Top health officials are alarmed over high HIV death rates in Nairobi despite widespread coverage of anti-retroviral treatment.
The officials, who tested all bodies at the Kenyatta National Hospital and Nairobi City mortuaries for HIV, suggest the situation could be worse in the rest of the country.
Findings of the study contradict the official and donor narrative that Kenya is winning the war against the scourge.
The heads of the National Aids and STD Control Programme Dr Martin Sirengo, US Centre for Disease Control and Prevention–Kenya, Dr Kevin De Cock, and the Chief Government Pathologist Dr Johansen Oduor say this is a highly unexpected development.
Other senior officials involved in the study are from Kenyatta National Hospital, University of Nairobi‘s School of Medicine, Kenya National Bureau of Statistics, the University of California and Avenir Health both in the US and the Ministry of Health.
The study assessed the number of adults in Nairobi dying of HIV and compare the data with current official estimates.
Risk of death
The findings which appear in the journal Plos One shows almost 21 per cent of the dead at the two mortuaries were HIV positive with 16.1 per cent dying of the virus.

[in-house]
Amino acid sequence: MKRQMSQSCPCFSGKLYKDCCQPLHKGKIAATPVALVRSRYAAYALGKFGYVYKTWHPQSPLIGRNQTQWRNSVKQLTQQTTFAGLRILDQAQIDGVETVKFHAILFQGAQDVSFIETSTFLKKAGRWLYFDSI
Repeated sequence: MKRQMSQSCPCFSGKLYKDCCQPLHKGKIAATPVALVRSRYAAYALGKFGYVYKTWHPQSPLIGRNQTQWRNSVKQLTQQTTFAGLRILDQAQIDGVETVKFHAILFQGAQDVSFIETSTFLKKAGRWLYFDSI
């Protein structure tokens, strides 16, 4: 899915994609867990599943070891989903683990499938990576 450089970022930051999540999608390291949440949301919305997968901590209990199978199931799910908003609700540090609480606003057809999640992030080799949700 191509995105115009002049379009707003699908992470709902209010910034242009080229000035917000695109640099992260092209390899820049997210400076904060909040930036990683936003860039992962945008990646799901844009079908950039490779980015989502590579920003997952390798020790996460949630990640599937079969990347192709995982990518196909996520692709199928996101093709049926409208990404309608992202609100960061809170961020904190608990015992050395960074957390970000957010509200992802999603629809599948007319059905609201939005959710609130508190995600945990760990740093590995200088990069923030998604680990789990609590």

Although 73.6 per cent of HIV positive adults in Nairobi are on ARVs, the report says their risk of death in this group is four-fold greater than in the uninfected.
The study concludes that 16.1 per cent of all adult deaths in the city can be attributed to HIV infection, which is quite surprising.
Official ARV coverage statistics in Nairobi put this at 73.6 per cent, which is 61.1 per cent for males and 82.3 per cent for females with deaths estimated at 11.4 per cent. But with actual HIV related death rates shown to be at 16.1 per cent the authors say with the current high ARV coverage about one in six deaths should have been avoided. “Given the rapid increase in coverage of life-saving treatment, a commensurate decrease in mortality in HIV-infected populations would be expected,” says the study.
This situation undermines the official narrative that Kenya is winning the war against HIV. “This may help explain why HIV prevalence has not increased in recent years in spite of continued new infections and a rapid expansion of public HIV care and treatment services.”
To arrest or reverse the situation the authors suggest that more be done to diagnose those infected, expand ARV coverage and make sure patients are retained in treatment programmes. At an international HIV conference in Paris, France last month high rates of HIV treatment failure and infection with drug resistant strains in Kenya were reported.
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